Chief Minister Katy Gallagher has intervened to withdraw the government’s controversial fast-track planning laws that provoked significant public opposition in their short life and sparked a bitter debate in the ACT Assembly this week.
The laws would have allowed the government to declare special precincts and major projects and bypass normal planning laws, instead bringing the decision-making into the hands of the Assembly.
Special projects would have been exempt from tree protection and heritage laws and there would have been no rights of appeal. The legislation was to be used to declare a special Northbourne Avenue precinct and allow the light rail to move ahead without delay and without the headache of Northbourne heritage delays.
But on Thursday, the government said it would withdraw the bill. Environment Minister Simon Corbell will go back to the drawing board on the idea, and meantime will bring forward legislation next week to push through the secure mental health facility at Symonston – the project the government has used to justify treating its planning laws urgently.
Mr Corbell said the backtrack was not Ms Gallagher’s exclusive decision, but was made by all ministers. They had taken account of the feedback and recognised there was more work to be done, he said.
The planning bill would return in a revised form, but would be released as an exposure draft for public comment and worked on over some months. The delay would not affect the rail project, since the government had not anticipated having to make a declaration along the corridor until some time in 2015, he said. It would be considered as part of a revised bill.
The delay will allow heritage protection to be placed over buildings on Northbourne Avenue, which are being considered for heritage status. The laws, if passed, would have put an end to work on those nominations.
But Mr Corbell took that in his stride, saying a heritage listing did not mean sites could not be developed and the government had always intended to take account of heritage values. He confirmed the heritage and tree protection aspects of the legislation would be the target of revision.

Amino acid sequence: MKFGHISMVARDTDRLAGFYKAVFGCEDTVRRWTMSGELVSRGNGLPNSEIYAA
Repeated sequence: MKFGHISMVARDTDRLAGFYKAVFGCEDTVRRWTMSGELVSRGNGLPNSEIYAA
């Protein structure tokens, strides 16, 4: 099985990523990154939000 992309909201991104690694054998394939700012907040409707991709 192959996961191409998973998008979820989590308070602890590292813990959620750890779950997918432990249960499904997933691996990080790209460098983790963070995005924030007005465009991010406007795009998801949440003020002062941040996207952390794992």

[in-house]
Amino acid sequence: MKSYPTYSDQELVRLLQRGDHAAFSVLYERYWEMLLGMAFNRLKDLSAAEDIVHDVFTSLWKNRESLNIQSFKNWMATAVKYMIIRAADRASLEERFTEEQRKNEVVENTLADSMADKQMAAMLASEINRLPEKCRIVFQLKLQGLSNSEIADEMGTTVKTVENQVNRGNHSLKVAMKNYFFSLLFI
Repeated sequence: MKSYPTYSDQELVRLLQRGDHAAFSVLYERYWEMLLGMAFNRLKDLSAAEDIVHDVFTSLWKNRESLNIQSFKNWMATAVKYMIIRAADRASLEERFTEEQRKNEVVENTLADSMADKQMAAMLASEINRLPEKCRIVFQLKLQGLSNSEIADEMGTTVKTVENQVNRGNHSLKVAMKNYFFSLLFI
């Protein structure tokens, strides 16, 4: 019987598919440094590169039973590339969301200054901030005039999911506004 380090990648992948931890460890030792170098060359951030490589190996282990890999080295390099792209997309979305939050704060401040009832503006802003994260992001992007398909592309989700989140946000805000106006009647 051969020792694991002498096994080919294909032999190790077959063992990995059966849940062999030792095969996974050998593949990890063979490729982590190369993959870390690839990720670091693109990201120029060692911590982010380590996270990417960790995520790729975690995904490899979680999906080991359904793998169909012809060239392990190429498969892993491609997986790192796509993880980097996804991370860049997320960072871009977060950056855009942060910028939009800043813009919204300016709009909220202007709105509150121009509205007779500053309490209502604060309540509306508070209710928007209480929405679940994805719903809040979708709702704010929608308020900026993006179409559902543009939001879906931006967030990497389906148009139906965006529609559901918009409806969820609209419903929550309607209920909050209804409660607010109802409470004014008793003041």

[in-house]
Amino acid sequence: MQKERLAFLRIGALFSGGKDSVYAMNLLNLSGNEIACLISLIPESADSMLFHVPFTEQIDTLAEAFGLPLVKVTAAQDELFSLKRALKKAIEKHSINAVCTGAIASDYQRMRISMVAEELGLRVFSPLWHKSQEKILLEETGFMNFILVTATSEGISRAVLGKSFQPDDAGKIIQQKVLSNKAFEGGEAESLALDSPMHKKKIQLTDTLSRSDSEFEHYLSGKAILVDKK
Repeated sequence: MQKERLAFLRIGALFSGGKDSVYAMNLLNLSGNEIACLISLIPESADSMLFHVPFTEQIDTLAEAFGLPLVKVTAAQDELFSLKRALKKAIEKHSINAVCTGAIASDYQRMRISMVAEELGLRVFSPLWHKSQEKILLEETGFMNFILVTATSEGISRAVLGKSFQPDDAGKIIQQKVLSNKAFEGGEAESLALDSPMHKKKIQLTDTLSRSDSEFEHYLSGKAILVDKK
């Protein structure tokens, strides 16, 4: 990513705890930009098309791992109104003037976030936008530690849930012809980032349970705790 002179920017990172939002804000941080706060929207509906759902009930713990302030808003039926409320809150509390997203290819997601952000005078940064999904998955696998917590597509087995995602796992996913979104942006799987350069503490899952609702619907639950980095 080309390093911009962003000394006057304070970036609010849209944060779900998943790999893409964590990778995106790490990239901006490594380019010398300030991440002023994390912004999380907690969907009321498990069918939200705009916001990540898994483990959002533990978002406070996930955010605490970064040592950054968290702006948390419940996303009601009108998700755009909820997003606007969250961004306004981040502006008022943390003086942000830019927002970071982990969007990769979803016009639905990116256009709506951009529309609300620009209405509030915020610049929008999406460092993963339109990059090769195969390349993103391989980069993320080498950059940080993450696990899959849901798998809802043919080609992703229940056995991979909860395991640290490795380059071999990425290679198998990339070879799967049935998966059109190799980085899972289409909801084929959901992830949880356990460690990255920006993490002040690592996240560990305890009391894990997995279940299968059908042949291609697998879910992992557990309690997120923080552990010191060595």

“This is a government committed to responding to concerns that are raised,” he said “Given the range and depth of concerns that have been expressed we are going to take the time to speak with the people.”
As for the mental health facility, Mr Corbell said next week’s project-specific bill would put beyond doubt any issue around land zoning at the Symonston site, and put beyond doubt the validity of any decision to approve the project.
The Assembly had already agreed in principal to the now abandoned planning laws, which Mr Corbell introduced at the end of March and had hoped to push through in April.
They had the support of Greens minister Shane Rattenbury, despite the blow to tree protection and heritage. But Mr Rattenbury said the government hadn’t expected the level of disquiet it confronted over the legislation. He had assessed the bill as improving transparency but it was clear others hadn’t shared the viewpoint, he said.
Asked whether a commitment to projects such as light rail was blinding ministers to the likely reaction to laws such as this, Mr Rattenbury insisted the government was taking the right approach on Capital Metro and working through the complex project.
Rejecting the process as a sham and the laws as dodgy, Opposition Leader Jeremy Hanson said Simon Corbell had “egg all over his face”.
“I welcome the fact that they have now withdrawn these laws – they are an absolute debacle,” he said. “What he'stried to do here is circumvent planning laws for one of the biggest decisions that we’re going to see in the territory.”
- with Henry Belot